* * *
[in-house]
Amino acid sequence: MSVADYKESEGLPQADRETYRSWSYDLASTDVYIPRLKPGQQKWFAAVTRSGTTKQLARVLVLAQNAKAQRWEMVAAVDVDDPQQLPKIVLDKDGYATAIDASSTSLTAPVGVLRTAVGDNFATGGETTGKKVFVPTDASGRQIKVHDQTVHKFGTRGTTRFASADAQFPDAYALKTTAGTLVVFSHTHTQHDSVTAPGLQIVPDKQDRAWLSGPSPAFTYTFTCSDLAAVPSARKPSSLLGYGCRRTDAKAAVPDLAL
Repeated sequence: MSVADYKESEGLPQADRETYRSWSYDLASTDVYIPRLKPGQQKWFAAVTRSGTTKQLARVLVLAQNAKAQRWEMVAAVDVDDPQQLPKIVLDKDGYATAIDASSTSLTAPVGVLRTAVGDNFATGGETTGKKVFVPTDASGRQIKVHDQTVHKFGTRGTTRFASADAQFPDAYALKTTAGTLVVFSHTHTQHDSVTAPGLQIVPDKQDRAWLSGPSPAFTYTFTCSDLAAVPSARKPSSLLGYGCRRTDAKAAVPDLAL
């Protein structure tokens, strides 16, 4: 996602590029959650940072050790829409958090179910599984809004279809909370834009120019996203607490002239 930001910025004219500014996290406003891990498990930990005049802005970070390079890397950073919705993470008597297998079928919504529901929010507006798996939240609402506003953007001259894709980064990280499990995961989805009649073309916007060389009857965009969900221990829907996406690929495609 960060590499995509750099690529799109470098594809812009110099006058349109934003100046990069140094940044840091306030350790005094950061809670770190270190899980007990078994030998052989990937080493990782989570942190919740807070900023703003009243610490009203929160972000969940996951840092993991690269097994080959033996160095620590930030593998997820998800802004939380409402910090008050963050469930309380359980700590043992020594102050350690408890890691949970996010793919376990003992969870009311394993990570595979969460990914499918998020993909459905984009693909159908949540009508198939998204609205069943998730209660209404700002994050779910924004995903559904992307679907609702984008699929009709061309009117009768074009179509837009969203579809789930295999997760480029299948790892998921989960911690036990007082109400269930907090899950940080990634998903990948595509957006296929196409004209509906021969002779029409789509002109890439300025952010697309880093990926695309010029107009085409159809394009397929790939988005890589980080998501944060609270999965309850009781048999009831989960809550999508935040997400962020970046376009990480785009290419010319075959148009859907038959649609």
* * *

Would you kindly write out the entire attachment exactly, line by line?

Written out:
[in-house]
Amino acid sequence: MSVADYKESEGLPQADRETYRSWSYDLASTDVYIPRLKPGQQKWFAAVTRSGTTKQLARVLVLAQNAKAQRWEMVAAVDVDDPQQLPKIVLDKDGYATAIDASSTSLTAPVGVLRTAVGDNFATGGETTGKKVFVPTDASGRQIKVHDQTVHKFGTRGTTRFASADAQFPDAYALKTTAGTLVVFSHTHTQHDSVTAPGLQIVPDKQDRAWLSGPSPAFTYTFTCSDLAAVPSARKPSSLLGYGCRRTDAKAAVPDLAL
Repeated sequence: MSVADYKESEGLPQADRETYRSWSYDLASTDVYIPRLKPGQQKWFAAVTRSGTTKQLARVLVLAQNAKAQRWEMVAAVDVDDPQQLPKIVLDKDGYATAIDASSTSLTAPVGVLRTAVGDNFATGGETTGKKVFVPTDASGRQIKVHDQTVHKFGTRGTTRFASADAQFPDAYALKTTAGTLVVFSHTHTQHDSVTAPGLQIVPDKQDRAWLSGPSPAFTYTFTCSDLAAVPSARKPSSLLGYGCRRTDAKAAVPDLAL
């Protein structure tokens, strides 16, 4: 996602590029959650940072050790829409958090179910599984809004279809909370834009120019996203607490002239 930001910025004219500014996290406003891990498990930990005049802005970070390079890397950073919705993470008597297998079928919504529901929010507006798996939240609402506003953007001259894709980064990280499990995961989805009649073309916007060389009857965009969900221990829907996406690929495609 960060590499995509750099690529799109470098594809812009110099006058349109934003100046990069140094940044840091306030350790005094950061809670770190270190899980007990078994030998052989990937080493990782989570942190919740807070900023703003009243610490009203929160972000969940996951840092993991690269097994080959033996160095620590930030593998997820998800802004939380409402910090008050963050469930309380359980700590043992020594102050350690408890890691949970996010793919376990003992969870009311394993990570595979969460990914499918998020993909459905984009693909159908949540009508198939998204609205069943998730209660209404700002994050779910924004995903559904992307679907609702984008699929009709061309009117009768074009179509837009969203579809789930295999997760480029299948790892998921989960911690036990007082109400269930907090899950940080990634998903990948595509957006296929196409004209509906021969002779029409789509002109890439300025952010697309880093990926695309010029107009085409159809394009397929790939988005890589980080998501944060609270999965309850009781048999009831989960809550999508935040997400962020970046376009990480785009290419010319075959148009859907038959649609």